M. Betke and N. Makris, "Recognition, Resolution and Complexity of Objects Subject to Affine Transformation." International Journal of Computer Vision , 44:1, pp. 5-40, August 2001. pdf.

M. Betke and N. Makris, "Information-Conserving Object Recognition." Proceedings of the Sixth International Conference on Computer Vision, pp. 145-152, Bombay, India, January 1998. pdf.

M. Betke and N. Makris, "Fast Object Recognition in Noisy Images Using Simulated Annealing." Proceedings of the Fifth International Conference on Computer Vision, pp. 523-530, June 1995. pdf.

Intelligent Vehicles

We have developed methods for multiple vehicle detection and tracking from a moving vehicle. Our methods include real-time analysis of highway and city traffic scenes under reduced visibility conditions. We also investigated how to evaluate the focus of attention of a driver in city traffic. The constantly changing lighting conditions made automated face analysis very challenging.

The project started at the University of Maryland, where Margrit Betke was a postdoctoral researcher, working with Larry S. Davis and Esin Haritaoglu. She later collaborated with Huan Nguyen from Boston College on some extensions of the project. Her student William Mullally eventually started a project on analyzing the face and eyes of a driver.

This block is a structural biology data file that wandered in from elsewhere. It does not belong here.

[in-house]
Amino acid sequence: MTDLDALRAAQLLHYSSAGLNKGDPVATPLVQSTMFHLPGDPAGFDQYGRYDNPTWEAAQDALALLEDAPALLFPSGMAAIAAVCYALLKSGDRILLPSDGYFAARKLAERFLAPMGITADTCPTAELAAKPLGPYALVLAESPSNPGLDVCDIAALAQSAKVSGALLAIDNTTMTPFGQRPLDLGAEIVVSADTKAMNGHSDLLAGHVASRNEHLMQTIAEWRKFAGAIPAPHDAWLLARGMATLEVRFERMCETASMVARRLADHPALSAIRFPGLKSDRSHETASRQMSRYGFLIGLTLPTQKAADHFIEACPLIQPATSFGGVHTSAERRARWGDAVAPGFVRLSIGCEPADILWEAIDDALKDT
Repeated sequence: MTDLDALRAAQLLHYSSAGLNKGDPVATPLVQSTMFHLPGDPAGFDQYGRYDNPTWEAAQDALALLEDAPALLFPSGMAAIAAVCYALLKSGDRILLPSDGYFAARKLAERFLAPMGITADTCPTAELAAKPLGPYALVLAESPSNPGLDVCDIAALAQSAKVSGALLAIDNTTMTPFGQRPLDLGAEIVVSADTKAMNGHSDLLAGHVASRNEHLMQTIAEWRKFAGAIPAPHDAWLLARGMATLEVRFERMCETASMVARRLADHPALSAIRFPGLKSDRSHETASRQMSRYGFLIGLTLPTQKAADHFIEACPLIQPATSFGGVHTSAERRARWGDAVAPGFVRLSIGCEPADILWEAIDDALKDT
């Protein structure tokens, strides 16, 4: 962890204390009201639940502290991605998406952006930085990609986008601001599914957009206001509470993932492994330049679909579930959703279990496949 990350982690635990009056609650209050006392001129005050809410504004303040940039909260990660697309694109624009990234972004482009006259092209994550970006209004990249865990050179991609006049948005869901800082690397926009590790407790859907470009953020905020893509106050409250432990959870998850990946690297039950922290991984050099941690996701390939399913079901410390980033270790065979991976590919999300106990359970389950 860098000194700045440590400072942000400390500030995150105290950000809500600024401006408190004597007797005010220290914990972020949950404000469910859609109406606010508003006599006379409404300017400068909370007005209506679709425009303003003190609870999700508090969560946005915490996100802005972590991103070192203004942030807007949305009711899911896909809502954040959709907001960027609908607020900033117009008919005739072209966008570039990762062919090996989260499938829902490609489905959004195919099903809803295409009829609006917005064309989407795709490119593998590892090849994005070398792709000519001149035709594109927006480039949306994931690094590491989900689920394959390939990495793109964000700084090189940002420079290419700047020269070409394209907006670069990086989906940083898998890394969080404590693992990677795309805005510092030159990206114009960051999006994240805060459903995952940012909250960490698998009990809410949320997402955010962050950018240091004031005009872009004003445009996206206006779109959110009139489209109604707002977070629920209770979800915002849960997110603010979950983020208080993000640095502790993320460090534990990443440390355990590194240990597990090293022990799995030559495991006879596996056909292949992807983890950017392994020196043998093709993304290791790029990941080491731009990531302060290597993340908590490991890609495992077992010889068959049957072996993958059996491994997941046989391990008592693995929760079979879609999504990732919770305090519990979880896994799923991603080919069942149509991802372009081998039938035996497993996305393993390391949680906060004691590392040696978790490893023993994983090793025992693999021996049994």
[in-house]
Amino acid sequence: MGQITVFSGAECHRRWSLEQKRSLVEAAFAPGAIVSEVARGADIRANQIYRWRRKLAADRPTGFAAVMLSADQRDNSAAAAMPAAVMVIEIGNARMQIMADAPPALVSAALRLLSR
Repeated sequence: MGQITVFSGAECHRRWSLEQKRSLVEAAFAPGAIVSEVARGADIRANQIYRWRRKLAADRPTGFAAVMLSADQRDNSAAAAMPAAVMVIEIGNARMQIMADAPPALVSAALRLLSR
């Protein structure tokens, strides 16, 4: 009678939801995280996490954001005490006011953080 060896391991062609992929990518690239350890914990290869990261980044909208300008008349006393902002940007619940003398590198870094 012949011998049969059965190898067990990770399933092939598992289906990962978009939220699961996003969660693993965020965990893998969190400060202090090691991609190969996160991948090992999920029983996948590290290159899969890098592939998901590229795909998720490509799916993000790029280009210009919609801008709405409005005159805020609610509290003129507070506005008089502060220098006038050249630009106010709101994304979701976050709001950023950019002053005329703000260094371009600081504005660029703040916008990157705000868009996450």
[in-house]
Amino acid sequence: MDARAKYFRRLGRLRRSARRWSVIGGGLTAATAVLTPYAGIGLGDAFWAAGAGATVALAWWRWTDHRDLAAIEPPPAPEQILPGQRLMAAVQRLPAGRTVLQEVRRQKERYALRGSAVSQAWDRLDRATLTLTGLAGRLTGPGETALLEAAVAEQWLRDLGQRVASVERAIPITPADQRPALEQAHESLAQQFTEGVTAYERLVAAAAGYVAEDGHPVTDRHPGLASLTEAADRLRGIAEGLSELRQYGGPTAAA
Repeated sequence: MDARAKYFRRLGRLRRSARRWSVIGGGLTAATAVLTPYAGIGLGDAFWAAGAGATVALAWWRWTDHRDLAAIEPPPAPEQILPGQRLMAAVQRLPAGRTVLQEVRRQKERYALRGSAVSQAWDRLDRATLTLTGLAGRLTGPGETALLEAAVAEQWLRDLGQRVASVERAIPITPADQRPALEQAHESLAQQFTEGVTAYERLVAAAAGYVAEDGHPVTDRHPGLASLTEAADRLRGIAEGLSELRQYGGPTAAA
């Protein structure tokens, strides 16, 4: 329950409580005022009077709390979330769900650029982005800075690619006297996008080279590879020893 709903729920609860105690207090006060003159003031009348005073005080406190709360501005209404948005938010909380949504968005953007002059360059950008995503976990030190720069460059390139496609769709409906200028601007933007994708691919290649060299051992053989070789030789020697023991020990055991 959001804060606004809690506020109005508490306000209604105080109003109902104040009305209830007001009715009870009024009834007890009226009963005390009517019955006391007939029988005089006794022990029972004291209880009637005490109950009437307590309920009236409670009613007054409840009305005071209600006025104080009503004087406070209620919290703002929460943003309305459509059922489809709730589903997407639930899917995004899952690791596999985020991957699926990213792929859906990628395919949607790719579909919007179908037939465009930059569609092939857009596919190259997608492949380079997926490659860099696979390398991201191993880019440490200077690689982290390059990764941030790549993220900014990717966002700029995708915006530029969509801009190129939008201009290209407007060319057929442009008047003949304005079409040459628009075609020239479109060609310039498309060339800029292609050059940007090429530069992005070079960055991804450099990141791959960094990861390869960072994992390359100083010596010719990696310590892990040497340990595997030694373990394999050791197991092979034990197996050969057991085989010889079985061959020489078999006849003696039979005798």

In these videos, each detected car is automatically annotated with a white frame. Each detected object that is potentially a car is annotated with a black frame. The linear approximations of lane markers are used to establish regions of interest for the car detector. Cars in front are detected reliably. Cars in other lanes can be detected reliably only in highway scenes or scenes with sufficient visibility. In the tunnel sequence, the apparent size of passing cars is larger than the modeled size. Passing cars are thus not detected correctly.